The effects of working memory capacity and semantic cues on the intelligibility of speech in noise
2013 (English)In: Journal of the Acoustical Society of America, ISSN 0001-4966, E-ISSN 1520-8524, Vol. 134, no 3, 2225-2234 p.Article in journal (Refereed) Published
This study examined how semantically related information facilitates the intelligibility of spoken sentences in the presence of masking sound, and how this facilitation is influenced by masker type and by individual differences in cognitive functioning. Dutch sentences were masked by stationary noise, fluctuating noise, or an interfering talker. Each sentence was preceded by a text cue; cues were either three words that were semantically related to the sentence or three unpronounceable nonwords. Speech reception thresholds were adaptively measured. Additional measures included working memory capacity (reading span and size comparison span), linguistic closure ability (text reception threshold), and delayed sentence recognition. Word cues facilitated speech perception in noise similarly for all masker types. Cue benefit was related to reading span performance when the masker was interfering speech, but not when other maskers were used, and it did not correlate with text reception threshold or size comparison span. Better reading span performance was furthermore associated with enhanced delayed recognition of sentences preceded by word relative to nonword cues, across masker types. The results suggest that working memory capacity is associated with release from informational masking by semantically related information, and additionally with the encoding, storage, or retrieval of speech content in memory.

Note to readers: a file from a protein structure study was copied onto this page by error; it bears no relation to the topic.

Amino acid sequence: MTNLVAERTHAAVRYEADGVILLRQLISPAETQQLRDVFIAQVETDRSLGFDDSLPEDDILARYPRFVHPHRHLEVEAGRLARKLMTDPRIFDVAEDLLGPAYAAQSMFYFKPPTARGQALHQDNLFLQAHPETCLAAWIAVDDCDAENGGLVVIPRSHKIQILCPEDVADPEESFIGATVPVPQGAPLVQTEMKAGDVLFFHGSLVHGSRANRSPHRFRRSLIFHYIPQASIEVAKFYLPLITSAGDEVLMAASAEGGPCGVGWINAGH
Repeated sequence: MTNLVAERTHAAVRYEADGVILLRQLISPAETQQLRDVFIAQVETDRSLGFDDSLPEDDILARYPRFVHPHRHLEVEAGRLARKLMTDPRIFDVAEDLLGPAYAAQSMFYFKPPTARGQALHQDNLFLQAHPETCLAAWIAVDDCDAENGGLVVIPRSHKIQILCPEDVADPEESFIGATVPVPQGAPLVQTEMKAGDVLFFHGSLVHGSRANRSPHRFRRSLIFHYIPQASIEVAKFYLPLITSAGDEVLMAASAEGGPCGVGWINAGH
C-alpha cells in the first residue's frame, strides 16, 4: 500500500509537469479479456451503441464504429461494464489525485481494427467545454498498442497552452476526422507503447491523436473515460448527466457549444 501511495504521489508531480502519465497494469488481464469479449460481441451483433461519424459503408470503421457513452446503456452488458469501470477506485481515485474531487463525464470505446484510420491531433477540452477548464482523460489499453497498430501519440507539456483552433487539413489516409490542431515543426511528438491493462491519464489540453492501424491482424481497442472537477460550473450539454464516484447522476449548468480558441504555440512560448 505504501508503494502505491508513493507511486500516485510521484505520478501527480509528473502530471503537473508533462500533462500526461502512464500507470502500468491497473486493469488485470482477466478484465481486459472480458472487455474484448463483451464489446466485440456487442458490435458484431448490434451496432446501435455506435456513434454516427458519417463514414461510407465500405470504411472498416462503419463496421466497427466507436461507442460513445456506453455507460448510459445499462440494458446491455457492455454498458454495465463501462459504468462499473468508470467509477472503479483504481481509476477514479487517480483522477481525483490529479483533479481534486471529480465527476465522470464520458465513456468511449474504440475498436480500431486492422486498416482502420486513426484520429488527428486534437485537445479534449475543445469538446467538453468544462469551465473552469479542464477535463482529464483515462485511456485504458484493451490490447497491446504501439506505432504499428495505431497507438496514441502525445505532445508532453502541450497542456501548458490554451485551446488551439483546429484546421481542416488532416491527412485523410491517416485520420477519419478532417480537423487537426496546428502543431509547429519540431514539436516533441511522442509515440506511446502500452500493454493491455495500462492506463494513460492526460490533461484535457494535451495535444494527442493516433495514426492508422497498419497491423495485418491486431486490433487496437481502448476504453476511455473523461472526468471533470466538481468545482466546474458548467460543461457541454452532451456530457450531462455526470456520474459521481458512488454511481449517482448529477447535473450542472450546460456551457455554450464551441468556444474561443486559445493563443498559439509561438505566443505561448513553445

Place, publisher, year, edition, pages
2013. Vol. 134, no 3, 2225-2234 p.
Medical and Health Sciences
IdentifiersURN: urn:nbn:se:liu:diva-100807DOI: 10.1121/1.4817926OAI: oai:DiVA.org:liu-100807DiVA: diva2:663747